2023 was an eventful year for ESG and sustainability. The SEC was expected to propose a climate mandate then delayed; the topic of AI dominated conversations; anti-ESG rhetoric reached an all-time high; and social pressure for leaders to act made headlines all year long. Where do we go from here?
Based on our research and experience, these are our top five predictions for the coming year and how they’ll impact the field:
Increased Effort to Link Business and ESG
As we explored earlier this year, it’s never easy to address challenging issues in politicized times. Unfortunately, in a recent survey of more than 100 large US companies, nearly half said they have already experienced ESG backlash and 61% expect pressures to persist or intensify in the next two years. As a result, many companies (63%) say they are increasing their focus on the business case for ESG and how it connects with shareholder value. Investors are now expecting companies to present a coherent, cohesive narrative of their company’s strategy, inclusive of ESG—or, to have a business strategy that is sustainable, not just a separate sustainability strategy.
US Regulatory Frameworks Will Follow Europe’s Lead
What we’re watching here is the growing interest in double materiality. For those using GRI, double materiality is now required. Double materiality is also a key piece of the European Unions’ Corporate Sustainability Reporting Directive (CSRD) and Sustainability Reporting Standards (ESRS). For US companies who will be subject to the EU requirements, they will need to prepare to report on double materiality. The ESRS breaks double materiality into two categories: impact materiality (the “inside-out” perspective) and financial materiality (the “outside-in” perspective). While there has been long speculation if the forthcoming SEC climate mandate will follow the ESRS’ lead, companies should keep a watchful eye.
Companies Will be Cautious Communicating DEI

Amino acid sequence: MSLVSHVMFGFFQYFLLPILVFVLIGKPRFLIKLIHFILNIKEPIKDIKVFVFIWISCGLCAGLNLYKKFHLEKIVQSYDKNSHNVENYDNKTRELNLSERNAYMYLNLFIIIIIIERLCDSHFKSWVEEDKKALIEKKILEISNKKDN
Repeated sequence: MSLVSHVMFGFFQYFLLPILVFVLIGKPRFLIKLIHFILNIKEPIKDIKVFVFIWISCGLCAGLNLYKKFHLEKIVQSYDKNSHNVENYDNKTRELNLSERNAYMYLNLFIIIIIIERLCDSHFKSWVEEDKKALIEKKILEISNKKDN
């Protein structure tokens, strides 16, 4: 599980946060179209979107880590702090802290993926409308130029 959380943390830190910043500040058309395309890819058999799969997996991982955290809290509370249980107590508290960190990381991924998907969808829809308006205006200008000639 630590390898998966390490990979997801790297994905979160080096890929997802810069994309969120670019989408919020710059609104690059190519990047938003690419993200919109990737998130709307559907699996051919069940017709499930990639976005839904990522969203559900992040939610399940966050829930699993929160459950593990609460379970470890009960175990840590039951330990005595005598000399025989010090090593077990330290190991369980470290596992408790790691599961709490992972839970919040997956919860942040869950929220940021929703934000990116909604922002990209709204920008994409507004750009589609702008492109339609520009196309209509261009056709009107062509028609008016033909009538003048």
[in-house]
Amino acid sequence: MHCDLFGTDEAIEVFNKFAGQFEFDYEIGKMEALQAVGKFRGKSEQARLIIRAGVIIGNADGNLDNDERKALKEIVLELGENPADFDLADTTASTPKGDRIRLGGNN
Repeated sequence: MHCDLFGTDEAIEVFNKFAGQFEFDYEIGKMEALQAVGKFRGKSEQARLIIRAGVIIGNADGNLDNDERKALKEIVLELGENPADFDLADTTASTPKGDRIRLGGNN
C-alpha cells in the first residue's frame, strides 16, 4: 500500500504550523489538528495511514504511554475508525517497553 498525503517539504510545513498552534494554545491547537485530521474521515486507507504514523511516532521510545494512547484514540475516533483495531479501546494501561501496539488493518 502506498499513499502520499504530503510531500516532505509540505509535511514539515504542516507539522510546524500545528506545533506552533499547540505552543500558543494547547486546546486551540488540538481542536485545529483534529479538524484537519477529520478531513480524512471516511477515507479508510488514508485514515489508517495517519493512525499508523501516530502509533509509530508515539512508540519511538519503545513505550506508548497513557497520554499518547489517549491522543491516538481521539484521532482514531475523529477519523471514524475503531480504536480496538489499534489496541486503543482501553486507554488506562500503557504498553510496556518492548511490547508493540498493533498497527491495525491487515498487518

Employees and potential employees care about how a company navigates the DEI/diversity waters, so many are walking a fine line. There are growing uncertainties around litigation and the overarching unknown (see: the recent Supreme Court ruling on Affirmative Action). In response, we’ll likely see more companies connect their DEI efforts to their business success, talent retention, and happier employees, but likely won’t be amplifying their achievements externally much further. There may be fewer stand-along DEI Reports.
More Regulations on Greenwashing
Greenwashing regulations aren’t new for the EU, but there is a growing suspicion that those same regulations will be coming for the US soon. As commitments rise, transparency must too. Consumers, investors, employees, and regulators are becoming more alert to false or exaggerated ESG claims. A recent proposal in the EU provides a regulatory framework for consumers who are targeted by greenwashing claims to seek recourse. It also provides much needed guidelines for how companies should substantiate environmentally friendly claims. If you’re advertising your ESG efforts, ensure they’re science or data backed.
Baby Steps Bring AI Into Reporting
Though we’re seeing a rise in technological advancements, AI in the form of Large Language Models still isn’t ready for use in ESG report writing. There are uses today for data analysis. And, as the technology advances there will likely be more integration of AI in more aspects of the report including assessing content and making comparisons across reports and documents. But, even with that, we anticipate that companies will proceed with caution.
More to Think On
Other topics we have our eye on that may or may not make waves in 2024:
- Thought leaders and activists have a growing focus on biodiversity and the TNFD (the Taskforce on Nature-related Financial Disclosures). But will corporate reporters follow?
- “ESG” as we know it may experience a rebrand. ESG’s rough patch in 2023 may alter how businesses frame their successes for 2024 and beyond.
- Supply chain sustainability, and the ever controversial Scope 3, will come into full view. With new regulations making Scope 3 reporting mandatory, we see this as an area for more proactive communications from companies as stakeholders demand more transparency.
This space is dynamic and predictions, as always, are a mixed bag. But, one sure bet is that the world of ESG/Sustainability reporting will continue to evolve.
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